P.S.: Penn also runs a Women in Computer Science (WICS) Outreach to Girls program, which is partially funded by an NCWIT / Microsoft Research Academic Alliance Seed Fund grant.


Negotiate Your Salary Without Backlash

Did you know that even in Washington, D.C. (which Forbes recently reported has the smallest salary gap of any U.S. city,) women earn only 81% of men’s wages? According to a report from the American Association of University Women, the wage gap “results from a combination of women choosing lower-paying fields, lingering gender discrimination and differences in salary negotiations.”

Let’s take a look at the salary negotiations piece: a video that’s making the rounds has Facebook COO Sheryl Sandberg telling a panel that, “when men negotiate for themselves they are more liked, more respected, people want to work with them more. When women negotiate for themselves, both men and women want to work with them less. So the behavior itself is not rewarded. Women don’t negotiate for themselves not because they don’t want to, not because they don’t want to get paid as much as they can, but because they know even if they haven’t seen the data, that people react badly to it.” (Perhaps this is why, when asked to pick metaphors for the process of negotiating, men picked "winning a ballgame" and a "wrestling match," while women picked "going to the dentist.")

Indeed, research from Harvard and Carnegie Mellon backs Sandberg up, in what researchers characterize as “social backlash” against behaviors (aggression, ambition, self-promotion) that contradict typical gender stereotypes. However, the same research shows that women can successfully negotiate their salaries by doing it in the context of concern for their workplace relationships -- using phrases like, "I hope it's OK to ask you about this," and, "My relationships with people here are very important to me."


The Rooney Rule

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In light of last weekend’s Superbowl, let’s talk about football for a moment: did you know that the National Football League requires its 32 teams to interview at least one minority candidate for every head coach and general manager position? The “Rooney Rule,” which is named for Pittsburgh Steelers owner and head of the League’s diversity committee, Dan Rooney, was adopted by the league in 2002. In the NFL’s 80-year history prior to the Rule, only six minority head coaches had been hired. Since the rule was implemented, however, the League has seen 12 head coaches of color (including, for the first time in 2007, a Superbowl in which both teams’ head coaches were African American.)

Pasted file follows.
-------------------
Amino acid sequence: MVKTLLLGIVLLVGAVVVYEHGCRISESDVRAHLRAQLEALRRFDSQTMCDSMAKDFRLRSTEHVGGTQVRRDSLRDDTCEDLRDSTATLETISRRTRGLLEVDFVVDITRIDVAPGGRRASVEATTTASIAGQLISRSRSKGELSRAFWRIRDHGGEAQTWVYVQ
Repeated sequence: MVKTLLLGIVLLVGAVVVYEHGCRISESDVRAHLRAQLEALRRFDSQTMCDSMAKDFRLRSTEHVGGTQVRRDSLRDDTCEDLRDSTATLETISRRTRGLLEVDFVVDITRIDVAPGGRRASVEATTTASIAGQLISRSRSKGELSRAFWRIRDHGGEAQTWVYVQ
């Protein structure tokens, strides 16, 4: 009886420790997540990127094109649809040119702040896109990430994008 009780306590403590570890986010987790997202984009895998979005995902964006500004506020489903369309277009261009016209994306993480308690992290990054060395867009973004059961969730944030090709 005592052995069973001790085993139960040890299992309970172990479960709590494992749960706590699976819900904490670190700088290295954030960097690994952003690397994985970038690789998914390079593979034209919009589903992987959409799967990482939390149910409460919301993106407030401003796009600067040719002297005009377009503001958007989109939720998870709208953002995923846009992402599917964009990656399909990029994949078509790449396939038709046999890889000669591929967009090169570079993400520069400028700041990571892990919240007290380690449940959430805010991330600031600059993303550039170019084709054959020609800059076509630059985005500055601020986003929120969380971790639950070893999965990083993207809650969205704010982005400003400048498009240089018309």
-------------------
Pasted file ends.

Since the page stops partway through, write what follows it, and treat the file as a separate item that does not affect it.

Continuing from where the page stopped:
It's estimated that African Americans, Latinos, and Asians comprise nearly 70% of all NFL players. Yet they hold only 32% of assistant coaching positions, and this season, of the 32 teams, only four had minority head coaches and only five had minority general managers.

Football’s regular season ended several weeks ago, opening many vacancies, and yet none of the eight head coaching jobs or seven general manager jobs went to minorities. Some former head coaches and the League’s Fritz Pollard Alliance, which monitors diversity participation, are pointing to this as evidence of the need for further reform -- saying that minority candidates may be getting interviewed only to satisfy the Rooney Rule, and that the Rule should be expanded to include assistant coaching positions to “create a better pipeline of minority talent.”